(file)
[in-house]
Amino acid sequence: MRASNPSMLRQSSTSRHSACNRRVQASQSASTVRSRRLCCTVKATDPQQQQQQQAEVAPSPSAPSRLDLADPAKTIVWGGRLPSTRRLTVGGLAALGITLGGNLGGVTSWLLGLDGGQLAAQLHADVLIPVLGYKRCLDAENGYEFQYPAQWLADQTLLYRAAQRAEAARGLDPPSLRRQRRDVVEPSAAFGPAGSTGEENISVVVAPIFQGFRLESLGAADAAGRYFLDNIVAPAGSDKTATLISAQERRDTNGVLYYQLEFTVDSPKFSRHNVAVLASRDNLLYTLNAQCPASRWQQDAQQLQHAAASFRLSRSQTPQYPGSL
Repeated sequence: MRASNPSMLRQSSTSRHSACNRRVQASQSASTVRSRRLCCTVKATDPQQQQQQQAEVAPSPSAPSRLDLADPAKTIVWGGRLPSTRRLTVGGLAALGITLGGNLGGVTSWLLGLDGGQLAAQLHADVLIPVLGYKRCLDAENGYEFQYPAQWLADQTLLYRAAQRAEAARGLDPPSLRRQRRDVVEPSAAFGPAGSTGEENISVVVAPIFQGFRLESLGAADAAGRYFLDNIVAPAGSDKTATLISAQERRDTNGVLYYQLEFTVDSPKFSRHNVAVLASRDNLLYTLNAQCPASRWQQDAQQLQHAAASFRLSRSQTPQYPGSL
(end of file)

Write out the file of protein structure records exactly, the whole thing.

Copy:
[in-house]
Amino acid sequence: MRASNPSMLRQSSTSRHSACNRRVQASQSASTVRSRRLCCTVKATDPQQQQQQQAEVAPSPSAPSRLDLADPAKTIVWGGRLPSTRRLTVGGLAALGITLGGNLGGVTSWLLGLDGGQLAAQLHADVLIPVLGYKRCLDAENGYEFQYPAQWLADQTLLYRAAQRAEAARGLDPPSLRRQRRDVVEPSAAFGPAGSTGEENISVVVAPIFQGFRLESLGAADAAGRYFLDNIVAPAGSDKTATLISAQERRDTNGVLYYQLEFTVDSPKFSRHNVAVLASRDNLLYTLNAQCPASRWQQDAQQLQHAAASFRLSRSQTPQYPGSL
Repeated sequence: MRASNPSMLRQSSTSRHSACNRRVQASQSASTVRSRRLCCTVKATDPQQQQQQQAEVAPSPSAPSRLDLADPAKTIVWGGRLPSTRRLTVGGLAALGITLGGNLGGVTSWLLGLDGGQLAAQLHADVLIPVLGYKRCLDAENGYEFQYPAQWLADQTLLYRAAQRAEAARGLDPPSLRRQRRDVVEPSAAFGPAGSTGEENISVVVAPIFQGFRLESLGAADAAGRYFLDNIVAPAGSDKTATLISAQERRDTNGVLYYQLEFTVDSPKFSRHNVAVLASRDNLLYTLNAQCPASRWQQDAQQLQHAAASFRLSRSQTPQYPGSL